HAMLET William Shakespeare
WHY STUDY SHAKESPEARE?
Shakespeare said it first! Influence
A BRIEF INTRODUCTION TO
HAMLET Hamlet is a play that has fascinated audiences and readers since it was first written in around 1601-1604
The play centers around Hamlet’s decision whether or not to avenge the murder of his father, the King of Denmark. This weight of this decision drives all the other action and relationships in the play. Hamlet is part of an old tradition of revenge plays, and is based on an old oral legend about Amleth, a prince whose father was killed by his uncle, who then married his mother. Amleth pretends to be mad, while plotting how to avenge his father’s death, and eventually is able to kill his uncle.
WHO AND WHAT IS
HAMLET? Critics have read this character as A tragic figure whose flaw is an unwillingness to act A representative of the human psyche (most famously Freud and Jung) A modern individual fighting against the “old ways” of seeing and being in the world Shakespeare took the basic plotline and created 5 stories in one! Family Drama – An uncle has married the wife of his brother. Love Story – Young love is forced apart by circumstance Madness – A young prince may or may not have gone mad. Revenge Play – death, murder, suicide, ghosts! Political Thriller– Who should have the throne?
HAMLET AS POP CULTURE
ON THE LINE
i. It is important to have a good relationship with your parents. ii. Breaking up with a boyfriend or girlfriend is difficult. iii. Adultery is always wrong. iv. Ghosts are real. v. Revenge is appropriate. vi. Murder is always wrong. vii. There is such a thing as a "perfect" family. viii. There is no way to know if a person is truly "crazy."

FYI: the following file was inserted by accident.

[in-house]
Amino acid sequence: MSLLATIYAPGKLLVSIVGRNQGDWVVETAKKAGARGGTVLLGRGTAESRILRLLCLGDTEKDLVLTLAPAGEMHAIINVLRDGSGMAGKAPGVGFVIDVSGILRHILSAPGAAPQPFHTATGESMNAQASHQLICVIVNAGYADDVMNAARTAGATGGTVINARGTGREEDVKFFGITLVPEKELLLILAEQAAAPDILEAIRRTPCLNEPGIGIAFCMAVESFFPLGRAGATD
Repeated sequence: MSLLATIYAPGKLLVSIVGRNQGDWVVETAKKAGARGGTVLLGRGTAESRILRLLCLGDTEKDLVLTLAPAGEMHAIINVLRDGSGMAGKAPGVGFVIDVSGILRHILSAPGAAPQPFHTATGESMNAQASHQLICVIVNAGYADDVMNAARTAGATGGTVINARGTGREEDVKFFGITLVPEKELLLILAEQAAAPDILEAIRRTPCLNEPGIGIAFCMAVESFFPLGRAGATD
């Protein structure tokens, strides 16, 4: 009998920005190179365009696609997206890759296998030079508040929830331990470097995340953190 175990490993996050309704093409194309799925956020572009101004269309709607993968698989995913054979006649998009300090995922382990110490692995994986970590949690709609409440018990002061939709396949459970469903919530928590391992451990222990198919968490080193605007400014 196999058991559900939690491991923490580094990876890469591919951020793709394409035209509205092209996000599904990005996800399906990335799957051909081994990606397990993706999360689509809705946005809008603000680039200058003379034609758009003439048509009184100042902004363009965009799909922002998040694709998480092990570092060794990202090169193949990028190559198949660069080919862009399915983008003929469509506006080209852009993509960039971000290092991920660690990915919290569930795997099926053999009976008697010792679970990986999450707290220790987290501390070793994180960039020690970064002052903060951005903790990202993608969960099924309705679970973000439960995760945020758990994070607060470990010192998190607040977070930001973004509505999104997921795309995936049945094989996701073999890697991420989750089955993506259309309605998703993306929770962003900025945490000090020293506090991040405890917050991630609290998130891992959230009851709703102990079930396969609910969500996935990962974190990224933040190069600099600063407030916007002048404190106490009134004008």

All of these issues are in the play Hamlet!
Revenge Action/Inaction Corruption and Decay Appearance vs. Reality
WHILE WE READ ACT I. I. . . .
What kind of atmosphere is Shakespeare trying to create here? Why do you think the ghost does not speak? Why do you think Shakespeare introduced Fortinbras so early in the play?
ACT 1, SCENE 1
Group 1: 1.1.22-80 Group 2: 1.1.91-124 Group 3: 1.1.138-180
Students should read their group's assigned text aloud.
Groups should then analyze the situation from a news reporter's point of view. They should identify those questions of who, what, when, where, why, and how; and they should find answers to those questions that are as clear as possible—and rooted in the text. Some of the answers—particularly to "why?"—may be ambiguous. Students must find their answers in Shakespeare's language, not in speculation.
Students should write up their findings as if they were composing a major article for the front page of a newspaper. They must include specific quotations from the play. For example, they may quote any of the characters as if they had actually interviewed them as witnesses. Each group should give its article a title that will create interest and attract readers.
WHY DOESN’T HAMLET JUST DO IT ALREADY?